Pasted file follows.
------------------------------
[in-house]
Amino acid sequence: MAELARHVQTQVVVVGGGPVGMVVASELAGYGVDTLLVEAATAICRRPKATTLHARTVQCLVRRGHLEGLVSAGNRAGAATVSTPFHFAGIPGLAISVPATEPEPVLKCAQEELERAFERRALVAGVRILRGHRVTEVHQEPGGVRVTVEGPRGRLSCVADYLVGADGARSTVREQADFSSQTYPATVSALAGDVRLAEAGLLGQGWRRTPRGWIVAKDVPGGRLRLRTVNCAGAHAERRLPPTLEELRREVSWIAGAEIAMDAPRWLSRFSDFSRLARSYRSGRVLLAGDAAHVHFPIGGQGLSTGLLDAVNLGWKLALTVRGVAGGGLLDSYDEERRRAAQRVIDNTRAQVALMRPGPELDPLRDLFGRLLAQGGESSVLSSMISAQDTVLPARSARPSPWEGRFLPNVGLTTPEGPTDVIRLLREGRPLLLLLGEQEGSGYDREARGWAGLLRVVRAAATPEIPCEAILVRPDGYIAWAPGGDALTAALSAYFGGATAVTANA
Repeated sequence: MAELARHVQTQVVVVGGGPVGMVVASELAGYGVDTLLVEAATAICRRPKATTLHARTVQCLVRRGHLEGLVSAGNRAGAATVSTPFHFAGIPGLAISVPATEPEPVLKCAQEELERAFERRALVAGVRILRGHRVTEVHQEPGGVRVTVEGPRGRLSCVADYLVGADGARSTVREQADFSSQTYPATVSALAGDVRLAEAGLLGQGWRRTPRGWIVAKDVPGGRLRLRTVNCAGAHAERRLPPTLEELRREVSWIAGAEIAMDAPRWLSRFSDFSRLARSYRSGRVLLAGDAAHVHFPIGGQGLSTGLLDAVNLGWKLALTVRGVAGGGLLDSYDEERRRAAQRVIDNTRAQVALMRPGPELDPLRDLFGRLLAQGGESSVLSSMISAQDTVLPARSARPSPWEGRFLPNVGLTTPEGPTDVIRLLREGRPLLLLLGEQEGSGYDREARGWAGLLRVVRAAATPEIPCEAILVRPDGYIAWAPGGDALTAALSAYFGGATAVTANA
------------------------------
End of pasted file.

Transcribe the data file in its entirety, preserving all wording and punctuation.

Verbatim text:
[in-house]
Amino acid sequence: MAELARHVQTQVVVVGGGPVGMVVASELAGYGVDTLLVEAATAICRRPKATTLHARTVQCLVRRGHLEGLVSAGNRAGAATVSTPFHFAGIPGLAISVPATEPEPVLKCAQEELERAFERRALVAGVRILRGHRVTEVHQEPGGVRVTVEGPRGRLSCVADYLVGADGARSTVREQADFSSQTYPATVSALAGDVRLAEAGLLGQGWRRTPRGWIVAKDVPGGRLRLRTVNCAGAHAERRLPPTLEELRREVSWIAGAEIAMDAPRWLSRFSDFSRLARSYRSGRVLLAGDAAHVHFPIGGQGLSTGLLDAVNLGWKLALTVRGVAGGGLLDSYDEERRRAAQRVIDNTRAQVALMRPGPELDPLRDLFGRLLAQGGESSVLSSMISAQDTVLPARSARPSPWEGRFLPNVGLTTPEGPTDVIRLLREGRPLLLLLGEQEGSGYDREARGWAGLLRVVRAAATPEIPCEAILVRPDGYIAWAPGGDALTAALSAYFGGATAVTANA
Repeated sequence: MAELARHVQTQVVVVGGGPVGMVVASELAGYGVDTLLVEAATAICRRPKATTLHARTVQCLVRRGHLEGLVSAGNRAGAATVSTPFHFAGIPGLAISVPATEPEPVLKCAQEELERAFERRALVAGVRILRGHRVTEVHQEPGGVRVTVEGPRGRLSCVADYLVGADGARSTVREQADFSSQTYPATVSALAGDVRLAEAGLLGQGWRRTPRGWIVAKDVPGGRLRLRTVNCAGAHAERRLPPTLEELRREVSWIAGAEIAMDAPRWLSRFSDFSRLARSYRSGRVLLAGDAAHVHFPIGGQGLSTGLLDAVNLGWKLALTVRGVAGGGLLDSYDEERRRAAQRVIDNTRAQVALMRPGPELDPLRDLFGRLLAQGGESSVLSSMISAQDTVLPARSARPSPWEGRFLPNVGLTTPEGPTDVIRLLREGRPLLLLLGEQEGSGYDREARGWAGLLRVVRAAATPEIPCEAILVRPDGYIAWAPGGDALTAALSAYFGGATAVTANA